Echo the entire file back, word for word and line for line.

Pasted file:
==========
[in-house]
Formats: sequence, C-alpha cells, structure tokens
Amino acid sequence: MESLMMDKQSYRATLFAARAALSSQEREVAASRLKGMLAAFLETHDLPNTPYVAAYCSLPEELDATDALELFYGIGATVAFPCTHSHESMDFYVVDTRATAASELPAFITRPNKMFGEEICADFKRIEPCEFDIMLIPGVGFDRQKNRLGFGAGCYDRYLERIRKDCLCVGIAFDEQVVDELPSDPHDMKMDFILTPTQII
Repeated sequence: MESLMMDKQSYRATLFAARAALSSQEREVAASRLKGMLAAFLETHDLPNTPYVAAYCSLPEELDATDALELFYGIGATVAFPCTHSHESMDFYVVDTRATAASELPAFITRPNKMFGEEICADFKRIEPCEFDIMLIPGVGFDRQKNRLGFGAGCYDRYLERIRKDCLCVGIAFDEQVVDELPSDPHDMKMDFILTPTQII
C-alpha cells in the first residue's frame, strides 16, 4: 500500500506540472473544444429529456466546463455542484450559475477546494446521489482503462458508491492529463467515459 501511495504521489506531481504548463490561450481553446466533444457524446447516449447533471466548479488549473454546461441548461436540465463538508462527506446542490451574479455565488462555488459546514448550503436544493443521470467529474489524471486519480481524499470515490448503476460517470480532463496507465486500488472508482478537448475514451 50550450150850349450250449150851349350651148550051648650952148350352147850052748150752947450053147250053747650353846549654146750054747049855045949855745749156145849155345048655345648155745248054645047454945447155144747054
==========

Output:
[in-house]
Formats: sequence, C-alpha cells, structure tokens
Amino acid sequence: MESLMMDKQSYRATLFAARAALSSQEREVAASRLKGMLAAFLETHDLPNTPYVAAYCSLPEELDATDALELFYGIGATVAFPCTHSHESMDFYVVDTRATAASELPAFITRPNKMFGEEICADFKRIEPCEFDIMLIPGVGFDRQKNRLGFGAGCYDRYLERIRKDCLCVGIAFDEQVVDELPSDPHDMKMDFILTPTQII
Repeated sequence: MESLMMDKQSYRATLFAARAALSSQEREVAASRLKGMLAAFLETHDLPNTPYVAAYCSLPEELDATDALELFYGIGATVAFPCTHSHESMDFYVVDTRATAASELPAFITRPNKMFGEEICADFKRIEPCEFDIMLIPGVGFDRQKNRLGFGAGCYDRYLERIRKDCLCVGIAFDEQVVDELPSDPHDMKMDFILTPTQII
C-alpha cells in the first residue's frame, strides 16, 4: 500500500506540472473544444429529456466546463455542484450559475477546494446521489482503462458508491492529463467515459 501511495504521489506531481504548463490561450481553446466533444457524446447516449447533471466548479488549473454546461441548461436540465463538508462527506446542490451574479455565488462555488459546514448550503436544493443521470467529474489524471486519480481524499470515490448503476460517470480532463496507465486500488472508482478537448475514451 50550450150850349450250449150851349350651148550051648650952148350352147850052748150752947450053147250053747650353846549654146750054747049855045949855745749156145849155345048655345648155745248054645047454945447155144747054